In a meta-analysis study undertaken in 1995 it was discovered that 65% of patients continued with statin therapy.4 This same article indicated that a Finnish study found a 10 year compliance rate of 44% for statin therapy. People over 74 years of age and under 45 years had the lowest rates of compliance.

In a 2010 comprehensive meta-analysis including the Cochrane Database of Systematic Reviews adherence to statins was found to be problematic with rates fluctuating broadly based on gender, ethnicity and race 5. One year mortality rates for black patients with acute myocardial infarction (heart attack or MI) are 12% to 35% higher than for white patients. In hospital mortality is 30% higher for women than men before the age of 35. In terms of statin use and adherence rates, black patients on medicare have 67% higher odds of discontinuing statin therapy compared to patients of white race. In this same study women were found to have a 10% lower adherence rate to statin therapy than men. In a study of 10,000 US patients on statin use called Understanding Statin Use in America and gaps in Education (USAGE) it was found that 70% had continued their statin therapy. Of those who stopped their statin therapy 32% indicated it was due to cost while 62% indicated it was because of side effects.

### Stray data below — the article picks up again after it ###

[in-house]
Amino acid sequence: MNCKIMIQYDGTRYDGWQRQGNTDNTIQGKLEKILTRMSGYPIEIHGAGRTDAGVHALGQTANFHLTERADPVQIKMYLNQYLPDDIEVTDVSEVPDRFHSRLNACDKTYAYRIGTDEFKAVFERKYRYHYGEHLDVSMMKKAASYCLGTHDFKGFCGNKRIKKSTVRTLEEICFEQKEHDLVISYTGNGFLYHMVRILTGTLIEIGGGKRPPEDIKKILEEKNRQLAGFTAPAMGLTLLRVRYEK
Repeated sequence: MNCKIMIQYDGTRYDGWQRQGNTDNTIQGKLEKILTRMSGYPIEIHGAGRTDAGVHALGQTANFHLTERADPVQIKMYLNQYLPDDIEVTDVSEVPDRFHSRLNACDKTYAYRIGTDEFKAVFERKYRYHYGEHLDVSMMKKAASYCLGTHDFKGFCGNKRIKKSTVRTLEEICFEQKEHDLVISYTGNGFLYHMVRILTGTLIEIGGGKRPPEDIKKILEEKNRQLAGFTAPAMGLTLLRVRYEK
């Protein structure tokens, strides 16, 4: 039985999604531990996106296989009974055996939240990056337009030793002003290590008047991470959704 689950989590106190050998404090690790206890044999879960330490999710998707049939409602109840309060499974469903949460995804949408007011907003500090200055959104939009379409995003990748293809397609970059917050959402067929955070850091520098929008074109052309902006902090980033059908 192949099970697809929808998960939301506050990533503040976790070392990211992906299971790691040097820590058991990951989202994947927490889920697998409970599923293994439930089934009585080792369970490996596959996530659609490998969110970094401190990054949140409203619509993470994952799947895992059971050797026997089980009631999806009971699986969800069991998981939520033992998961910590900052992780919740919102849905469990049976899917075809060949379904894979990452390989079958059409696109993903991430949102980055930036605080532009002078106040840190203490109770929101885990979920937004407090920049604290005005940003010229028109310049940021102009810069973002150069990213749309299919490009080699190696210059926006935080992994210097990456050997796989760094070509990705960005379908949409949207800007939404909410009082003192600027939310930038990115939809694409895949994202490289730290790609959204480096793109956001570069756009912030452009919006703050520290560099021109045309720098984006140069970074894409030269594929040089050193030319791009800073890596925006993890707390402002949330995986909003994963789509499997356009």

In continuing the discussion of why patients stop taking statins especially those high risk individuals with previous histories of cardiovascular disease, we need to pay attention to side effects including potential for diabetes. Researchers for the Canadian Network for Observational Drug Effect Studies6 conducted a study by analyzing the records of 136,966 patients over the age of 40 in Canada, the United States and United Kingdom. 66% of patients were prescribed high potency statins after suffering a major cardiac event. High dosage included more than 10 mg rosuvastatin (Crestor), 20 mg of atorvastatin (Lipitor), or 40 mg of simvastatin (Zocor). The study found that when comparing those taking high dosage statins to low dose statins, those taking high dosage statins had a 15% relative increase in risk of diabetes over two years. This finding creates a dilemma for Doctors and patients alike. It has been a given that those who have had a major cardiac event should be prescribed statins to reduce the potential of having another heart attack or stroke. In light of these findings and the increase in negative news stories around statins including potential side effects, the question becomes ‘To statin or not to Statin”.